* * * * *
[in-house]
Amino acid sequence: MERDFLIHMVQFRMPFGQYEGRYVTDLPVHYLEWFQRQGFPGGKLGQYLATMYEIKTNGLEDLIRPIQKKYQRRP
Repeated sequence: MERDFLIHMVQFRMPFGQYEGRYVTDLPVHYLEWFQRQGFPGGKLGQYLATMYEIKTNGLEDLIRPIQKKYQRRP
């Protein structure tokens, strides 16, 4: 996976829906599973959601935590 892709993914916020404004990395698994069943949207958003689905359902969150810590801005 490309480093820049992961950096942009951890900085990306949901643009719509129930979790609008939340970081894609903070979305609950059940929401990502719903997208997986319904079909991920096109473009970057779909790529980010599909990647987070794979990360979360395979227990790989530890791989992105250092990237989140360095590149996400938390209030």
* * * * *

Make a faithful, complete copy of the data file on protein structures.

[in-house]
Amino acid sequence: MERDFLIHMVQFRMPFGQYEGRYVTDLPVHYLEWFQRQGFPGGKLGQYLATMYEIKTNGLEDLIRPIQKKYQRRP
Repeated sequence: MERDFLIHMVQFRMPFGQYEGRYVTDLPVHYLEWFQRQGFPGGKLGQYLATMYEIKTNGLEDLIRPIQKKYQRRP
């Protein structure tokens, strides 16, 4: 996976829906599973959601935590 892709993914916020404004990395698994069943949207958003689905359902969150810590801005 490309480093820049992961950096942009951890900085990306949901643009719509129930979790609008939340970081894609903070979305609950059940929401990502719903997208997986319904079909991920096109473009970057779909790529980010599909990647987070794979990360979360395979227990790989530890791989992105250092990237989140360095590149996400938390209030």